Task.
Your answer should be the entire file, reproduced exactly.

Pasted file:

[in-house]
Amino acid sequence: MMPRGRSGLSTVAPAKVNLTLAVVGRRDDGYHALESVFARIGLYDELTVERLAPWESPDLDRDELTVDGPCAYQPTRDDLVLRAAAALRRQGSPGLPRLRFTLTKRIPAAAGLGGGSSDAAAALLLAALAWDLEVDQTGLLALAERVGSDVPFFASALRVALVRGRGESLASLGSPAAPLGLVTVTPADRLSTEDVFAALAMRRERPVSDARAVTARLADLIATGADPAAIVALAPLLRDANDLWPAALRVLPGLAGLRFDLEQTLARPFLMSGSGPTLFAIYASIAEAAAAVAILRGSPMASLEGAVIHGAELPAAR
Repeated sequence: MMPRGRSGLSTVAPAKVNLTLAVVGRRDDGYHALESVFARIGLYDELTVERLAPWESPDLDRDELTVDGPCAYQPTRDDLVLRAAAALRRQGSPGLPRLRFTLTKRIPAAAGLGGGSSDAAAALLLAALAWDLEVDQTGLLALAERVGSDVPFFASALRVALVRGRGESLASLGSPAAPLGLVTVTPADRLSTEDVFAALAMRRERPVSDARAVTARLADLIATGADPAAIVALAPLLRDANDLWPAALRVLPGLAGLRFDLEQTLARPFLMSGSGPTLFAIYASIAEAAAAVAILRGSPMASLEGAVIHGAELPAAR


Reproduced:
[in-house]
Amino acid sequence: MMPRGRSGLSTVAPAKVNLTLAVVGRRDDGYHALESVFARIGLYDELTVERLAPWESPDLDRDELTVDGPCAYQPTRDDLVLRAAAALRRQGSPGLPRLRFTLTKRIPAAAGLGGGSSDAAAALLLAALAWDLEVDQTGLLALAERVGSDVPFFASALRVALVRGRGESLASLGSPAAPLGLVTVTPADRLSTEDVFAALAMRRERPVSDARAVTARLADLIATGADPAAIVALAPLLRDANDLWPAALRVLPGLAGLRFDLEQTLARPFLMSGSGPTLFAIYASIAEAAAAVAILRGSPMASLEGAVIHGAELPAAR
Repeated sequence: MMPRGRSGLSTVAPAKVNLTLAVVGRRDDGYHALESVFARIGLYDELTVERLAPWESPDLDRDELTVDGPCAYQPTRDDLVLRAAAALRRQGSPGLPRLRFTLTKRIPAAAGLGGGSSDAAAALLLAALAWDLEVDQTGLLALAERVGSDVPFFASALRVALVRGRGESLASLGSPAAPLGLVTVTPADRLSTEDVFAALAMRRERPVSDARAVTARLADLIATGADPAAIVALAPLLRDANDLWPAALRVLPGLAGLRFDLEQTLARPFLMSGSGPTLFAIYASIAEAAAAVAILRGSPMASLEGAVIHGAELPAAR